In the Turn of the Screw, James creates this world through the governess’s view, a world separate from the reality around her. I thought readers had the task of interpreting for themselves whether what she was experiencing was real or not. Then as I reflected on Baudrillard’s simulacrum theory, I realized that it was neither real nor false, it depended on how I as a reader perceived it.
An example of Baudrillard’s simulacrum in society, one of many, is the essentials people consider needed in order to survive. During the time before all of the states were formed, before computers, phones, microwaves and any other electronics were invented, the Native Americans were still living in peace. Their methods of survival required hunting, filtering water, building strong shelters….everything different from what people today think is required for survival. The goal was simply not to starve, freeze and dehydrate…not to die. Without cell phones, the internet, a new pair of cloths every few months (despite the person’s current pants fitting just fine), special beverages and foods, people would be devastated. People today “could not live without them” as I’ve heard many times. “My cell is a part of me, I can’t leave home without it.” It has been proven many years ago by aboriginals that these items and methods are not essential for survival, yet people (including myself) need them as a part of their everyday function. I know I could survive without them, but because of my culture being adapted to these, I am too. If I want to take this class, I need an internet.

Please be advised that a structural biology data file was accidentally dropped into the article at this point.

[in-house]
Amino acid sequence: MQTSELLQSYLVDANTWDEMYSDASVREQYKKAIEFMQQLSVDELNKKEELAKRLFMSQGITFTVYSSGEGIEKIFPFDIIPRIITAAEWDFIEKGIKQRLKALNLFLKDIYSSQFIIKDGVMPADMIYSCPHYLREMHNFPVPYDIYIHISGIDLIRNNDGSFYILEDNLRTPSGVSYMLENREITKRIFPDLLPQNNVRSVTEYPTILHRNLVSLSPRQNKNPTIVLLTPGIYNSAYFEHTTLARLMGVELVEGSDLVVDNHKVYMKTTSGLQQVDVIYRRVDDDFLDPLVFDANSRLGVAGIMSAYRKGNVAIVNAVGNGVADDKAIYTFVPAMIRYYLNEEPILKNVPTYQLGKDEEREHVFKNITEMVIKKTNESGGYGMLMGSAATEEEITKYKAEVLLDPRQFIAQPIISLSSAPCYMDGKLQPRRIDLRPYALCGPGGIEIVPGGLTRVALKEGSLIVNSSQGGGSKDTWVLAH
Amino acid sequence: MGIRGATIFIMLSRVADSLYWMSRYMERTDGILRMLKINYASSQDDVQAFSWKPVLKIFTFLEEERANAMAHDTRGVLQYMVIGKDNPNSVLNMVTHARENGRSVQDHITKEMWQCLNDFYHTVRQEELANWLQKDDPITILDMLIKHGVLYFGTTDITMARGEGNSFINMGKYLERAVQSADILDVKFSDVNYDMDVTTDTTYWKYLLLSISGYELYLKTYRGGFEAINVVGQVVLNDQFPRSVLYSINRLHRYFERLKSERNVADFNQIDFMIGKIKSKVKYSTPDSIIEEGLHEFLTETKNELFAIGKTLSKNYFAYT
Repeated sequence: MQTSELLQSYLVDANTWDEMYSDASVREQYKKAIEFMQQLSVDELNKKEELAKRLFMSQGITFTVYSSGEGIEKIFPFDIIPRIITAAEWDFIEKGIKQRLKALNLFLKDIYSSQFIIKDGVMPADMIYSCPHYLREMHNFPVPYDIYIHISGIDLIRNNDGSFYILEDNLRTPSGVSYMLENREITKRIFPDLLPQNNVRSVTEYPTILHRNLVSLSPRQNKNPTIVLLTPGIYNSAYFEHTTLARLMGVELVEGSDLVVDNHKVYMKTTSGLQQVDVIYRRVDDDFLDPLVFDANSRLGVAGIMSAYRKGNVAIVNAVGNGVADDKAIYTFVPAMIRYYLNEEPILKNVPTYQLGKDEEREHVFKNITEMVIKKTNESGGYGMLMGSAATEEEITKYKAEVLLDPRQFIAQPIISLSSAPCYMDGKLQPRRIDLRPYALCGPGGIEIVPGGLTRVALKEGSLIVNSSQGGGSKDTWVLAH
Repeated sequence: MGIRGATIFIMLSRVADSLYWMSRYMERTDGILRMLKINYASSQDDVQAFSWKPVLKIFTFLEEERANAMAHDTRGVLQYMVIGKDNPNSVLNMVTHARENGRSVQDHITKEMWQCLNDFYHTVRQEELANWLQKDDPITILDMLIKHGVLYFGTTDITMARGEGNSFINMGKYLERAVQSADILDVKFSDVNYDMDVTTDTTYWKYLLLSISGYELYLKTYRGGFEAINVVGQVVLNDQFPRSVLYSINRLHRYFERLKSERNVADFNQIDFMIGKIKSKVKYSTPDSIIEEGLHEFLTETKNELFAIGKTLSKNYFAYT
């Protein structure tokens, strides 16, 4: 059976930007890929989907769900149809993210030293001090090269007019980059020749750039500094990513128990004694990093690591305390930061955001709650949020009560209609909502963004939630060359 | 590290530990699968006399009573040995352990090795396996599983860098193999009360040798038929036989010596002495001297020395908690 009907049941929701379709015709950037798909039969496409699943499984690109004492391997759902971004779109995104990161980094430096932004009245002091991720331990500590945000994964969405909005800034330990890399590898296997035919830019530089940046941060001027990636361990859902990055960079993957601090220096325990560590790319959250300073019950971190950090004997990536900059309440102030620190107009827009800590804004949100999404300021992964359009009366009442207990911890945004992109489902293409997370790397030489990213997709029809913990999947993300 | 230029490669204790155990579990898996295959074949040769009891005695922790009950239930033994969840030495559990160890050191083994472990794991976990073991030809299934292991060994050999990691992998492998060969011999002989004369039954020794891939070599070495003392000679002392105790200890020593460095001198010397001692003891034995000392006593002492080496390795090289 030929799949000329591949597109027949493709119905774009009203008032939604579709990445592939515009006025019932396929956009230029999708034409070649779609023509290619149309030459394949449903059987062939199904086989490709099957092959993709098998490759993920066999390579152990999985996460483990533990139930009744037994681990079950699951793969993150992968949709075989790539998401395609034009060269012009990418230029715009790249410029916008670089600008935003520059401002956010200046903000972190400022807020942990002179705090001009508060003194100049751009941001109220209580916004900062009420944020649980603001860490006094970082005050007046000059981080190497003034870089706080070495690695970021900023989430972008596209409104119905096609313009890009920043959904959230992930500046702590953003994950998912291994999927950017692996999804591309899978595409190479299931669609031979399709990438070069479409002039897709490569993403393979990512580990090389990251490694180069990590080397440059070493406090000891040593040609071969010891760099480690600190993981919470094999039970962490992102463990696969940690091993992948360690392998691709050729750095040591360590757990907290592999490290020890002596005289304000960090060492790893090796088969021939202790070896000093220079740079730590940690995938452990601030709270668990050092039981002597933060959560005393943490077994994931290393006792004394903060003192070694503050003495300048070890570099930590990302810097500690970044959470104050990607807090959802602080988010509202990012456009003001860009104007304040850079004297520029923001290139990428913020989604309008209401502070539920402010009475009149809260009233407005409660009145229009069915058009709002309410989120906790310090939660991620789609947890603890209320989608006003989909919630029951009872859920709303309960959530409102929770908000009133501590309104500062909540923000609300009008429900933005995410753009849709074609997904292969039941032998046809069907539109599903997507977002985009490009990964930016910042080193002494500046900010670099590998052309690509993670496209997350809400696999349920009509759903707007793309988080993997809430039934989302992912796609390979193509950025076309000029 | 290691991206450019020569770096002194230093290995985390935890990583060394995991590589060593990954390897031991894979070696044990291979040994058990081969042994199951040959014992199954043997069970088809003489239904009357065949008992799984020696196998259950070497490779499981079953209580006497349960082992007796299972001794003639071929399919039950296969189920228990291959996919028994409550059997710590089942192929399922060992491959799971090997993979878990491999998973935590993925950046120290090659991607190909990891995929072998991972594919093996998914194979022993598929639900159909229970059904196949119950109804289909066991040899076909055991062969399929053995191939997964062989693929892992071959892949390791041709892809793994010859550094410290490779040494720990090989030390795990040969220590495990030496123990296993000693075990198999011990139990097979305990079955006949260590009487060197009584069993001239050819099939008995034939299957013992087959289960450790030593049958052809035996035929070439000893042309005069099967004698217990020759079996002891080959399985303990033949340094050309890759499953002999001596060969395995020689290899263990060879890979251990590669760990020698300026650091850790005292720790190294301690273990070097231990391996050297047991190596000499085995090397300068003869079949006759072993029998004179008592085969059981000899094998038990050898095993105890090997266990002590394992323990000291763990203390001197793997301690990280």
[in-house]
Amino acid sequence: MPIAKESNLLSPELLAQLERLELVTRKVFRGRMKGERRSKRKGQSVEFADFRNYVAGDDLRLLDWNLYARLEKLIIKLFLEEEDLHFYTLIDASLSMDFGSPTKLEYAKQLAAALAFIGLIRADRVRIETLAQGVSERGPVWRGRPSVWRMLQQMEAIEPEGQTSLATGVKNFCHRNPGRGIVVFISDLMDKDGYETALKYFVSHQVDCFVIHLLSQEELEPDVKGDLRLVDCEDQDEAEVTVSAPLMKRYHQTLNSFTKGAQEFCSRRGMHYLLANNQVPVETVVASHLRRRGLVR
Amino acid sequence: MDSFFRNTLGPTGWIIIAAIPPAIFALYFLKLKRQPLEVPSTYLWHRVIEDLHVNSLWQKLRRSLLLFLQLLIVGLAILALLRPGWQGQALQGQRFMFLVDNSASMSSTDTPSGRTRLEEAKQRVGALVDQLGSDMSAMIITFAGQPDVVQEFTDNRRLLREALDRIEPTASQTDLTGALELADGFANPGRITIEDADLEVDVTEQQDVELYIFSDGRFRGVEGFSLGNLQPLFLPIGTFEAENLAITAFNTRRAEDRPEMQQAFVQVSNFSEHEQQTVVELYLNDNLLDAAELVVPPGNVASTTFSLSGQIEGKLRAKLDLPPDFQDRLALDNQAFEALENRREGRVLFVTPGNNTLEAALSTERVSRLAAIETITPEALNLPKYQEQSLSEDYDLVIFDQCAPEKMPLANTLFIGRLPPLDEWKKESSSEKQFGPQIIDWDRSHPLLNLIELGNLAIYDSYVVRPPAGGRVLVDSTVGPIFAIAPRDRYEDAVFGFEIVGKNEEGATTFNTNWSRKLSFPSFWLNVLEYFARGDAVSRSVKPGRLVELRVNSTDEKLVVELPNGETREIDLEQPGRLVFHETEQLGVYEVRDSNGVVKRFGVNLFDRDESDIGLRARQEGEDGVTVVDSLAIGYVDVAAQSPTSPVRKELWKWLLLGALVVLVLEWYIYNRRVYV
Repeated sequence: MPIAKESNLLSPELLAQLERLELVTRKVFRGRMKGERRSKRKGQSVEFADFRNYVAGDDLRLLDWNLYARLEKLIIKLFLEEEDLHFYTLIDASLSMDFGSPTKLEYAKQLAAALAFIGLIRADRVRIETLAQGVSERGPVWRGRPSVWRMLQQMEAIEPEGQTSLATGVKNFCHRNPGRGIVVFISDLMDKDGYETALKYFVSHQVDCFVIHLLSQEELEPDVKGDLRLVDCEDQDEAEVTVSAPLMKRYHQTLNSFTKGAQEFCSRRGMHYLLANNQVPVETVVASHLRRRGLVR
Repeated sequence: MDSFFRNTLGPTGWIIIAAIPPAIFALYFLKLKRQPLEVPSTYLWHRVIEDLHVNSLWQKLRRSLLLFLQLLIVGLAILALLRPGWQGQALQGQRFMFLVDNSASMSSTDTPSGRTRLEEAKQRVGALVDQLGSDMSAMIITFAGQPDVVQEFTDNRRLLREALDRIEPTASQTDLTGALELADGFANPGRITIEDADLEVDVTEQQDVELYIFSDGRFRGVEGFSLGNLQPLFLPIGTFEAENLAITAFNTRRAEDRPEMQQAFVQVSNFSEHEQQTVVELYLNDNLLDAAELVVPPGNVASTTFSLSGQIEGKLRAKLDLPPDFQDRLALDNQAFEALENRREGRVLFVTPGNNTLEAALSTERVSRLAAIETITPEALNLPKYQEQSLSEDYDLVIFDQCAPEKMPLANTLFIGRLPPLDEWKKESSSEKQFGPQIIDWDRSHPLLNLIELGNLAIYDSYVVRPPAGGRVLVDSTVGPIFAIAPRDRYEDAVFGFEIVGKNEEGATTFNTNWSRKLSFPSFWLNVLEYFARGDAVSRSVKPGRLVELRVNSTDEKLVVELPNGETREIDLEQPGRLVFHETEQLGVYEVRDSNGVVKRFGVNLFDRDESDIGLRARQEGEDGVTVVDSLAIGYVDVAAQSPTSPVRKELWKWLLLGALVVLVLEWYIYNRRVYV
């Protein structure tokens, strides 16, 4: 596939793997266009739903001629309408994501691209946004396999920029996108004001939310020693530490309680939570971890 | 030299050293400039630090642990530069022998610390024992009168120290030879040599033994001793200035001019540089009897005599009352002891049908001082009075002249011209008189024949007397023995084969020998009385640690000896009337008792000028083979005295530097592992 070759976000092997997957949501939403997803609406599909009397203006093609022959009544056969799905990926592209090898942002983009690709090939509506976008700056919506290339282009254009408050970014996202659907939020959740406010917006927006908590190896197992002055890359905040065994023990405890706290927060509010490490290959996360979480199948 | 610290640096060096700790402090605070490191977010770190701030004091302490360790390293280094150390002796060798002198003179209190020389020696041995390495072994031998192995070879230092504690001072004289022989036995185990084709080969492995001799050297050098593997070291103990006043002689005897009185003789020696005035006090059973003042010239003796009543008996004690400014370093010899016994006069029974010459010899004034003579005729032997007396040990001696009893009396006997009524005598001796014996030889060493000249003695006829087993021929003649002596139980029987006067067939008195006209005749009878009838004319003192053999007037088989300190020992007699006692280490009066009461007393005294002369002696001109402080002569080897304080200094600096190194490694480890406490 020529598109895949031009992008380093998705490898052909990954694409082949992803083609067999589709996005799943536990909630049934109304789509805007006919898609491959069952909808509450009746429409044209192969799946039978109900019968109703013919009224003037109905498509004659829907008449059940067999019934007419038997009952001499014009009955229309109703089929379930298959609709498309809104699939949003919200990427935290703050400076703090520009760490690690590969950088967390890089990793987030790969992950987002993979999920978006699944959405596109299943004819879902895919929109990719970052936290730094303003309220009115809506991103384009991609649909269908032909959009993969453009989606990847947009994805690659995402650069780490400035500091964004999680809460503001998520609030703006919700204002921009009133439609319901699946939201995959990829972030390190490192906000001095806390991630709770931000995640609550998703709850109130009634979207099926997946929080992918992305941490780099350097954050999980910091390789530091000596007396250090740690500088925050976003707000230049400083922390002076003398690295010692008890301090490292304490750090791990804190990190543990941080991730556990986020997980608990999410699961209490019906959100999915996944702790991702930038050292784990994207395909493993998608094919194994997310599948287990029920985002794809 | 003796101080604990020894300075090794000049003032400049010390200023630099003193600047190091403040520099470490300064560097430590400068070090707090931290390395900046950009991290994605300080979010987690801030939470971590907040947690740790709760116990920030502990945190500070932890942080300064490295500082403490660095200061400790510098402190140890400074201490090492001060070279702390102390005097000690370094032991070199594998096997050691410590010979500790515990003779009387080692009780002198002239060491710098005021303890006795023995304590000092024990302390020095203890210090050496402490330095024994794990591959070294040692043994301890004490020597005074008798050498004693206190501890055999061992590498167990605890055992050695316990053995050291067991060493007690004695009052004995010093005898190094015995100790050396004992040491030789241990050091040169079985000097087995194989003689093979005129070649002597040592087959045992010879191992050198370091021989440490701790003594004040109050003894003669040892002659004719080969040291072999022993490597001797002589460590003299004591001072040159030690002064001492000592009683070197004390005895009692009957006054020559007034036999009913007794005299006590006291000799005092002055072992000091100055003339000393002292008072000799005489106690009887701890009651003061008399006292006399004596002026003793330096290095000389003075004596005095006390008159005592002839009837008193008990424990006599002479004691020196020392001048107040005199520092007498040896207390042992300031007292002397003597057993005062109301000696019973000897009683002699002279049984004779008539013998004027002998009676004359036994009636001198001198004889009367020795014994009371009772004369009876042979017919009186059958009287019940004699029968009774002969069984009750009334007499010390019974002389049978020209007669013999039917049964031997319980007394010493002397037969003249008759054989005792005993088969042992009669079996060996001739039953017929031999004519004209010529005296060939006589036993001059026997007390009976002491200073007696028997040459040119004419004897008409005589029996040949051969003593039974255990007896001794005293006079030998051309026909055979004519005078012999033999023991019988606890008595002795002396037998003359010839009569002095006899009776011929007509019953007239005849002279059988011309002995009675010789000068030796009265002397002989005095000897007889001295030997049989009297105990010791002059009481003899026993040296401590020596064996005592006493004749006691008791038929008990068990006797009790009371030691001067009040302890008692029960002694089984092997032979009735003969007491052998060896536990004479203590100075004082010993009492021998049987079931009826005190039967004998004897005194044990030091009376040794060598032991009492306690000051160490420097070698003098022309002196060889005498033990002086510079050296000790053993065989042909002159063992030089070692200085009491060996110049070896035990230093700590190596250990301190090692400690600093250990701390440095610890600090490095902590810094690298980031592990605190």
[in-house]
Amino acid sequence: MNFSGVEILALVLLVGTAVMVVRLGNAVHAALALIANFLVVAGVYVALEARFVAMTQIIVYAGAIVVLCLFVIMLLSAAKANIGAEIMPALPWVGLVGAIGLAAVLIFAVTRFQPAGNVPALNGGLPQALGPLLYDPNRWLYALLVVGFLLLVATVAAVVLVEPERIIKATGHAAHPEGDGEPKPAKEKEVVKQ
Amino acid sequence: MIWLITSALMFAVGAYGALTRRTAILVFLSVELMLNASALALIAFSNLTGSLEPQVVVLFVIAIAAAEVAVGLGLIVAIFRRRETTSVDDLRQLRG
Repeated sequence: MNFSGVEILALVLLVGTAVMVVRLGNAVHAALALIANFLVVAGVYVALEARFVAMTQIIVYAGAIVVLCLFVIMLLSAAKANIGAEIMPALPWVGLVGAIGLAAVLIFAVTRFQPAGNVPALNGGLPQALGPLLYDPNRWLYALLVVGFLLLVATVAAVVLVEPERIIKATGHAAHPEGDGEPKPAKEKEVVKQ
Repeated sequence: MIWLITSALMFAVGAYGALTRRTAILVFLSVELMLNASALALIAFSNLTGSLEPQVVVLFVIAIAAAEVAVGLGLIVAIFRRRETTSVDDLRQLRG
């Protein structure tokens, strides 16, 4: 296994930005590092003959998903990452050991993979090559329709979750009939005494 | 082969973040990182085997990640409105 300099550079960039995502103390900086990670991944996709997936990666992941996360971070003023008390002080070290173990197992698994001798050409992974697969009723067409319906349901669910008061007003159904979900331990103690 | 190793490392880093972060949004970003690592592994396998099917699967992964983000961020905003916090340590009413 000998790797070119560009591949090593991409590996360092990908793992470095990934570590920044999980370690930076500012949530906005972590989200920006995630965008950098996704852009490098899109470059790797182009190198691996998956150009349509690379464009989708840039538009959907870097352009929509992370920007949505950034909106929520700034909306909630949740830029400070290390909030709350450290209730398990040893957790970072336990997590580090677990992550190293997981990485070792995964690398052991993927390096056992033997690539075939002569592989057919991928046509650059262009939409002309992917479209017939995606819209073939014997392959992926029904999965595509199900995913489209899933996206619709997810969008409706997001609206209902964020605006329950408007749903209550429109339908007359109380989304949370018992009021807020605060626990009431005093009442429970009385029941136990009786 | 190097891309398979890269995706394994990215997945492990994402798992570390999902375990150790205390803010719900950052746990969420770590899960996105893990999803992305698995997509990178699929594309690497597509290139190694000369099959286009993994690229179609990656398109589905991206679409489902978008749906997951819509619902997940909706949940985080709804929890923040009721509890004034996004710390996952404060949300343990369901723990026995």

A link to an interesting video of Jean Baudrillard below. Man, this guy was brilliant!